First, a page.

Thousands Join PETA in Opposing Turkey Prison

For Immediate Release:

21 December 2017


Jennifer White +44 (0) 20 7837 6327, ext 222; [email protected]


Nearly 7,000 Compassionate People Agree: Authorities Should Stand With the Public and Block Farm Proposal

Staffordshire, West Midlands – A proposal has been submitted for a new intensive turkey farm to be built in Staffordshire that would condemn 60,000 gentle birds a year to a miserable life and terrifying death and in response, PETA has sent a petition with nearly 7,000 signatures from local residents and other concerned members of the public urging South Staffordshire Council to reject the plan.

In the petition, the group points out that in addition to causing cruelty to animals on a massive scale, a farm of this kind would likely have many negative effects on the local area, including noise from high-velocity roof fans, increased traffic from heavy goods vehicles on narrow country roads, and the generation of environmental pollutants such as ammonia. Huge quantities of manure produced on site could also potentially contaminate surrounding water sources and land and have a detrimental impact on wildlife.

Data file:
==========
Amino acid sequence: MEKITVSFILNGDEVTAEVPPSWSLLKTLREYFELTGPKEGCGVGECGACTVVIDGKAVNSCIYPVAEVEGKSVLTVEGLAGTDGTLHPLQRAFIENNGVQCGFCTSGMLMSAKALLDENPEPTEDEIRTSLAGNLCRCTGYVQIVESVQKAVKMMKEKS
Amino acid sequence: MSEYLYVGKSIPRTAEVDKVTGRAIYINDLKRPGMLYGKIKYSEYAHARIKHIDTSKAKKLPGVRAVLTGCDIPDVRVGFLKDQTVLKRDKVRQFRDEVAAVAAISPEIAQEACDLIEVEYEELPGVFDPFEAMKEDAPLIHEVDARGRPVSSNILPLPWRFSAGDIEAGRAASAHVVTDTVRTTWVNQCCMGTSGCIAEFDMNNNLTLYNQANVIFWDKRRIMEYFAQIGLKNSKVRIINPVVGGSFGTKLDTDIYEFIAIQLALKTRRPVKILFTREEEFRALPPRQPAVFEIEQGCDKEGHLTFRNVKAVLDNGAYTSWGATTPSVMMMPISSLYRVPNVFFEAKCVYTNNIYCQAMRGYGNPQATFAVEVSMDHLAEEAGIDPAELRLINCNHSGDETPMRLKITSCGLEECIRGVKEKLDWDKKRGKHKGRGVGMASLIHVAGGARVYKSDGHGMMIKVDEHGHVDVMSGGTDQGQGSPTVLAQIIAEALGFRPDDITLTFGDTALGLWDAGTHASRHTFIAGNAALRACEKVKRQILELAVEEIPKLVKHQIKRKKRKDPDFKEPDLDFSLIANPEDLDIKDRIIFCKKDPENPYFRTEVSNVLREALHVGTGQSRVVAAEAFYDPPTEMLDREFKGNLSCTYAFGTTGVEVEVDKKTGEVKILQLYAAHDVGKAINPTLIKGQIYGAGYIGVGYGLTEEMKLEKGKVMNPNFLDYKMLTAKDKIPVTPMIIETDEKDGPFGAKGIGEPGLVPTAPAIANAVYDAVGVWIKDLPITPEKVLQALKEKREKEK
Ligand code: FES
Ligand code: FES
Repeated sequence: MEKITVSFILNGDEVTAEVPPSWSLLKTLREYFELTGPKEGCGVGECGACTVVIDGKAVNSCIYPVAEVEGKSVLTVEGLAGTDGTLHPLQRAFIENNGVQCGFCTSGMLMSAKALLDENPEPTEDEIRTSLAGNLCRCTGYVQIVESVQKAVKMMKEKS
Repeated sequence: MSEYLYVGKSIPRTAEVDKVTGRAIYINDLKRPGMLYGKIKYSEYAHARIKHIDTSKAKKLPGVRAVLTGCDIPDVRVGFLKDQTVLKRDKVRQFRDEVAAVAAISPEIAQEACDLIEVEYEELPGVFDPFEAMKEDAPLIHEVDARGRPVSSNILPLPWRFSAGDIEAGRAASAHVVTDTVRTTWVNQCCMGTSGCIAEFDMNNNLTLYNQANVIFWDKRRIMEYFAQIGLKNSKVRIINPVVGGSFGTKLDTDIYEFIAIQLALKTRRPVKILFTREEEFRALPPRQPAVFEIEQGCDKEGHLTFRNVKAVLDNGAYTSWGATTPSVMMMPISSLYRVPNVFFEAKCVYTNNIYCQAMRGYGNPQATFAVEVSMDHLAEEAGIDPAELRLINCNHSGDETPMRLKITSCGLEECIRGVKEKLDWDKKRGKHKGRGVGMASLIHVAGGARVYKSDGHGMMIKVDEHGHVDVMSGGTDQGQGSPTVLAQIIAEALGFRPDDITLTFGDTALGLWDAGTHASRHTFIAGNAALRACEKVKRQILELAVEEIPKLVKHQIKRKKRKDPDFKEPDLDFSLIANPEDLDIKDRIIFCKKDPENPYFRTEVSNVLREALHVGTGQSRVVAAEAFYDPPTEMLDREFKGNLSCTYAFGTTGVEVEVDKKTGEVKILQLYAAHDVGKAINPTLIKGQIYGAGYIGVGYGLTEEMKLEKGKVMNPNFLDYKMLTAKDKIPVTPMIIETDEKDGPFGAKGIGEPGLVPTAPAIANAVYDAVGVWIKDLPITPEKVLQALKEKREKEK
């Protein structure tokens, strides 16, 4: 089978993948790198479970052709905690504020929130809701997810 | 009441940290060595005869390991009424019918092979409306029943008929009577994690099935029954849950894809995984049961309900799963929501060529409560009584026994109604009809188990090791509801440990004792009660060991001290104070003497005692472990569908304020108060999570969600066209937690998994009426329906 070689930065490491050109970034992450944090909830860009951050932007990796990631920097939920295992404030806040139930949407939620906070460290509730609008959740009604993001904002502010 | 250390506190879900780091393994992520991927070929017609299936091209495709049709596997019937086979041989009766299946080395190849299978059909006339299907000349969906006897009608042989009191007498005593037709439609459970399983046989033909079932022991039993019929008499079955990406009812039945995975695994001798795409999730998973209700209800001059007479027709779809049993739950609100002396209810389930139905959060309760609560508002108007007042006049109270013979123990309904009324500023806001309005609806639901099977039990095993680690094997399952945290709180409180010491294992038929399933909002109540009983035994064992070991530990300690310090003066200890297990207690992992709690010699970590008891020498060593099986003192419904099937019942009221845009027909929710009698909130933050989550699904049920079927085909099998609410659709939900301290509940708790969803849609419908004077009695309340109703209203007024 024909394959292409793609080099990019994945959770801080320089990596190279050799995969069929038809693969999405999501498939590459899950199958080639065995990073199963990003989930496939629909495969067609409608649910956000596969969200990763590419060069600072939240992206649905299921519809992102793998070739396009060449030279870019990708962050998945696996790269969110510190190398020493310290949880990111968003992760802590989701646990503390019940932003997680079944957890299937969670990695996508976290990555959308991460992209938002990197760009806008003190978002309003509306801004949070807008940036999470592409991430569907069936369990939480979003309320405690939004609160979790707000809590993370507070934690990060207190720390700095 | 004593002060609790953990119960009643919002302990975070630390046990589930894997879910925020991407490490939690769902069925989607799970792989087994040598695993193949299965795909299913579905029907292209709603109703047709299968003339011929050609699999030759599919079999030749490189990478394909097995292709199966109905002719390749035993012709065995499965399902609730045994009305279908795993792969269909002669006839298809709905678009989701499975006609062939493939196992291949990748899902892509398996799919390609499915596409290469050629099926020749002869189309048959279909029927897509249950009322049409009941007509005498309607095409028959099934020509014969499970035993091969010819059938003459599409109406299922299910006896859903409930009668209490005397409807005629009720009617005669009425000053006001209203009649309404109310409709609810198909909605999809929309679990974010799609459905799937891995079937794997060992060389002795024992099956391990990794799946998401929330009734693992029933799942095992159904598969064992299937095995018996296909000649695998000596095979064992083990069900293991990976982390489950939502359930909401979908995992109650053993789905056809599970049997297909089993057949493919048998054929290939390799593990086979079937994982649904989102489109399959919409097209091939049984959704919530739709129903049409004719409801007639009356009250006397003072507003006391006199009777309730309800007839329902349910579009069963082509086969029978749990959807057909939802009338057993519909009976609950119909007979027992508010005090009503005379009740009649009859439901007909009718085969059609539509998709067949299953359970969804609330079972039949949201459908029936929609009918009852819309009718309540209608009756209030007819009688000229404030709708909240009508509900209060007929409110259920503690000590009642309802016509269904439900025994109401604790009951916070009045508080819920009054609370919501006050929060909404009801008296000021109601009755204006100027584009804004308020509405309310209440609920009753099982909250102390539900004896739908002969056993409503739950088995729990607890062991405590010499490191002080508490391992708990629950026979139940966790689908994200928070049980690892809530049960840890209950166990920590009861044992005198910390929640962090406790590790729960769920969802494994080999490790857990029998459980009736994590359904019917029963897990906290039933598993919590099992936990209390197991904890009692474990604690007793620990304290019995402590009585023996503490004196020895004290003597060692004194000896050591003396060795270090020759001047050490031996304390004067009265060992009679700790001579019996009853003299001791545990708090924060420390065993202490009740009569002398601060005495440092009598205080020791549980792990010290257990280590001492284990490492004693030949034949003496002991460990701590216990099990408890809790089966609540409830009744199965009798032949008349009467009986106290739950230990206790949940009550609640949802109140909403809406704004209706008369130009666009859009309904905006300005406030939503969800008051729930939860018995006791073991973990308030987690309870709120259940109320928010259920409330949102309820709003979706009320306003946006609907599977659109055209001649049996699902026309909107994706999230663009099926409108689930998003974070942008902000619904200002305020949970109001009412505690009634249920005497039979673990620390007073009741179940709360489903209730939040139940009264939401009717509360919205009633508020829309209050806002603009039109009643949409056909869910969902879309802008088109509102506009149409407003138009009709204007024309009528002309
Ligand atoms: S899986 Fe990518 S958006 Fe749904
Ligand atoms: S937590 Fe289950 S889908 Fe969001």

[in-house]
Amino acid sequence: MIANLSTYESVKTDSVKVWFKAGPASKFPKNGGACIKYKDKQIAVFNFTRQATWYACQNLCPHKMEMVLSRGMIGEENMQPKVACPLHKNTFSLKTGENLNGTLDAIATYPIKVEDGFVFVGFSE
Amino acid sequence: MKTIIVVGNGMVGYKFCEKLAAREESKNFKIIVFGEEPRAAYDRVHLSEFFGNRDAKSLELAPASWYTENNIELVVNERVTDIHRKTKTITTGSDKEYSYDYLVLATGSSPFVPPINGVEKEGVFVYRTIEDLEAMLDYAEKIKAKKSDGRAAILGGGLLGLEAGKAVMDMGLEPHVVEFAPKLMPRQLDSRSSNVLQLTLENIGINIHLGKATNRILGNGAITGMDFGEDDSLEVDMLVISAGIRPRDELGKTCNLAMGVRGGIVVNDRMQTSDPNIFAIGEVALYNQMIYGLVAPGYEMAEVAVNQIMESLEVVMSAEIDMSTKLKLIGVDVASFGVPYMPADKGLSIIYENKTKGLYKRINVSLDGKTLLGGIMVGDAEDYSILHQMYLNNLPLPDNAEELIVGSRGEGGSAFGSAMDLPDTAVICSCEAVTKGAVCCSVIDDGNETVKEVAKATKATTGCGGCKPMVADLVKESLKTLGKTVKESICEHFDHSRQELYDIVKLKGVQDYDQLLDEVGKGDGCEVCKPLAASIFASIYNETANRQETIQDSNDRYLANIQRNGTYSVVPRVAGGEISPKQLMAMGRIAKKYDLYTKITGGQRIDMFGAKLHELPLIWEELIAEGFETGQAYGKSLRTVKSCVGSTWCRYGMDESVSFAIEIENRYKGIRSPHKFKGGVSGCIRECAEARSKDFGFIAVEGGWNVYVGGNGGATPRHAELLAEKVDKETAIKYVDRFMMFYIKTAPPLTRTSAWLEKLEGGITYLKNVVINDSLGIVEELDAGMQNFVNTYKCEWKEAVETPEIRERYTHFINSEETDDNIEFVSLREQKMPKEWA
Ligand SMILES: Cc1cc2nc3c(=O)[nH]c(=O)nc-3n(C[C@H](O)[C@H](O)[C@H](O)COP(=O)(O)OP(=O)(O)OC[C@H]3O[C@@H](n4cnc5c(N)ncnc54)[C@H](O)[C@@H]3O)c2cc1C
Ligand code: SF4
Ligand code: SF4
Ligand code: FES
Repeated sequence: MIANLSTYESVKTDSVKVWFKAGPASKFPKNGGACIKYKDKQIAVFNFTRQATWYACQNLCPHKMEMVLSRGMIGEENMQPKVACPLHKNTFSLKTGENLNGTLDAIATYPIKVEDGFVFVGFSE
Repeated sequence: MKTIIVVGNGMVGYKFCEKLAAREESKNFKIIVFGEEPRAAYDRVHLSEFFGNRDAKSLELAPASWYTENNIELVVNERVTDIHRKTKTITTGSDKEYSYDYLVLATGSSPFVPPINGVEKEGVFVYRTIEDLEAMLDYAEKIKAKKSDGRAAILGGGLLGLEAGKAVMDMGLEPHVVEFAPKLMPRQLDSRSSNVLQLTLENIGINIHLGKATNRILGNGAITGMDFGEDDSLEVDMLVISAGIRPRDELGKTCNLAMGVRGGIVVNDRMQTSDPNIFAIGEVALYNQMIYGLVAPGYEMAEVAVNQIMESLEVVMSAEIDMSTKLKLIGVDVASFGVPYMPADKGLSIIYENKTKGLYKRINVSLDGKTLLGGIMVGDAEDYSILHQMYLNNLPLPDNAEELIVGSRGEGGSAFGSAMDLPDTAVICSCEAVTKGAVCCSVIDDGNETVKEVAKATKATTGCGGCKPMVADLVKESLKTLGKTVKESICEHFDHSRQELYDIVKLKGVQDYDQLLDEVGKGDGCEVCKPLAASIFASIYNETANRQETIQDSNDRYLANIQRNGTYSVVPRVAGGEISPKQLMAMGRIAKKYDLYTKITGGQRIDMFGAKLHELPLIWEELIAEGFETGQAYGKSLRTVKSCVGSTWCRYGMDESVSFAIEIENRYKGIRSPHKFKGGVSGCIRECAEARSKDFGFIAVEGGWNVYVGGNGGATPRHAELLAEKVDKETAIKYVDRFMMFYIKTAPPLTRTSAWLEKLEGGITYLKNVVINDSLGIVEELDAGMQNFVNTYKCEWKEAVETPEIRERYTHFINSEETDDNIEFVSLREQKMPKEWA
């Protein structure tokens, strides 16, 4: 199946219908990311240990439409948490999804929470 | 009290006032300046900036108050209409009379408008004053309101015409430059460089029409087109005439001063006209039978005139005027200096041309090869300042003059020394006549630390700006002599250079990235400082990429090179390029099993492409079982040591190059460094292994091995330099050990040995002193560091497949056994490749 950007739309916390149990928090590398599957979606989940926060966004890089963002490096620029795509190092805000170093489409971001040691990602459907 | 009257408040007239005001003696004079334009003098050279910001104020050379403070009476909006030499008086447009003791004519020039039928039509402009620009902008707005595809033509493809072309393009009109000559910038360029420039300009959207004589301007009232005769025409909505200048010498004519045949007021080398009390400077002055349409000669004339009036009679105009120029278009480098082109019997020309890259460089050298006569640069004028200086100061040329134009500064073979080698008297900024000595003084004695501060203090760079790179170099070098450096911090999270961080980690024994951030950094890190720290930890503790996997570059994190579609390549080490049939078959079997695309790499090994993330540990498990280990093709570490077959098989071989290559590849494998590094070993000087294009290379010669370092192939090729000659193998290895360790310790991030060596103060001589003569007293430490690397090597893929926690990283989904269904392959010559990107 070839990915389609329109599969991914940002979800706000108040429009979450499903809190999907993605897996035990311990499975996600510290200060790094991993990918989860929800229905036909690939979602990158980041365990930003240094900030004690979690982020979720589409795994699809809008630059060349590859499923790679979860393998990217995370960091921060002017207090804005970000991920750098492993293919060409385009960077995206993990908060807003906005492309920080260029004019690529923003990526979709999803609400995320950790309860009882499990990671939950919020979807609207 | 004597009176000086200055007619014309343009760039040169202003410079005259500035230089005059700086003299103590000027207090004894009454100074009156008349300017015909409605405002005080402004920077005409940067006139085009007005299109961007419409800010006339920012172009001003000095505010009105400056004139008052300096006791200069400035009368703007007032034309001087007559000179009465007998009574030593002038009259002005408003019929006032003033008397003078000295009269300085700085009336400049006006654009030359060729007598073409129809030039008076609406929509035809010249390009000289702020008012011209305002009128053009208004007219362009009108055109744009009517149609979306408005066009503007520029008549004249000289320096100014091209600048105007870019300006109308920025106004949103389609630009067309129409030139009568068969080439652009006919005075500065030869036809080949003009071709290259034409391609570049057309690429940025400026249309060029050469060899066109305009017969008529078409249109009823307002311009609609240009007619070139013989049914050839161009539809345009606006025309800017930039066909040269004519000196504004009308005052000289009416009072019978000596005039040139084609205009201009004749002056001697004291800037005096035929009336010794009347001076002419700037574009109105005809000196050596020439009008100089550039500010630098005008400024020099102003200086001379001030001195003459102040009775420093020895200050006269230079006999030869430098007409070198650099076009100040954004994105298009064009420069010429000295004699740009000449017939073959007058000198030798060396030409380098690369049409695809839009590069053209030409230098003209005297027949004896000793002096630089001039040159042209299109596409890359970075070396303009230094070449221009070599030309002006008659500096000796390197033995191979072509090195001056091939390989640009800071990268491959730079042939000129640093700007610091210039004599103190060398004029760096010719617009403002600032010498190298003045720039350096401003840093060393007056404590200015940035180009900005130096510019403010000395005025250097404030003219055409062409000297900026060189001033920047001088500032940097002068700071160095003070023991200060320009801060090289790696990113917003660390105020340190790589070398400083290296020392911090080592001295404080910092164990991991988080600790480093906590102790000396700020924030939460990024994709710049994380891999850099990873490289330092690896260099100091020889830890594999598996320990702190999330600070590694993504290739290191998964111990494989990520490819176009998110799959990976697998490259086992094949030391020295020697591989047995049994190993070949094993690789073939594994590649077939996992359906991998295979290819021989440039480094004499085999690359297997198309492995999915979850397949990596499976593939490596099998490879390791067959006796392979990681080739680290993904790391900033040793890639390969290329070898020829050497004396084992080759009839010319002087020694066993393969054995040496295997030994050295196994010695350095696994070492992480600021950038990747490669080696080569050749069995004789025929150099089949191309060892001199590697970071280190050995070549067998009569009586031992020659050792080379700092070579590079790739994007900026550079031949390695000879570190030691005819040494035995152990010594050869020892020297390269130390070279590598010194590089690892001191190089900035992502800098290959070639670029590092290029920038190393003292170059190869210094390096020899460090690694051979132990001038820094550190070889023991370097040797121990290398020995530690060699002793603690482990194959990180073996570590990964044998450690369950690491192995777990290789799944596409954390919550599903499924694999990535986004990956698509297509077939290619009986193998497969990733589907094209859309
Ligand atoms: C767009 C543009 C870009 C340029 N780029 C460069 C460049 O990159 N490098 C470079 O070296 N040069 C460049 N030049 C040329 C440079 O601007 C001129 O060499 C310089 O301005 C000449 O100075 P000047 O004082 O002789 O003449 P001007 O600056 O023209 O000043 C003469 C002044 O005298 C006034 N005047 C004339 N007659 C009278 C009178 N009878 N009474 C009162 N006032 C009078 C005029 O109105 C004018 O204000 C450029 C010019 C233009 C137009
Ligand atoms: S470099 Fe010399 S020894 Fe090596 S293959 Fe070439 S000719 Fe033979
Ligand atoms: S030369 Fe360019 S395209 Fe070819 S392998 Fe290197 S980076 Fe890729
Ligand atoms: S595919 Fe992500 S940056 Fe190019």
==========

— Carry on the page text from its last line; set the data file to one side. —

“Thousands of compassionate people have spoken, and South Staffordshire Council should heed their concerns for animal welfare, the environment, and the health of the community,” says PETA Director Elisa Allen. “PETA is calling for the proposal to be rejected, sparing thousands of birds a lifetime of suffering and an agonising death.”

PETA – whose motto reads, in part, that “animals are not ours to eat” – notes that in nature, turkeys are protective and loving parents as well as spirited explorers who can climb trees and run as fast as 25 miles per hour. In the wild, they live for up to 10 years, but those killed for food are normally slaughtered between 12 and 26 weeks of age. The young birds are often hung from metal shackles by their feet and dragged through an electrified bath that can cause full-body tremors. Some are still conscious when their throats are slit and as they’re placed into scalding-hot water to remove their feathers.

For more information, please visit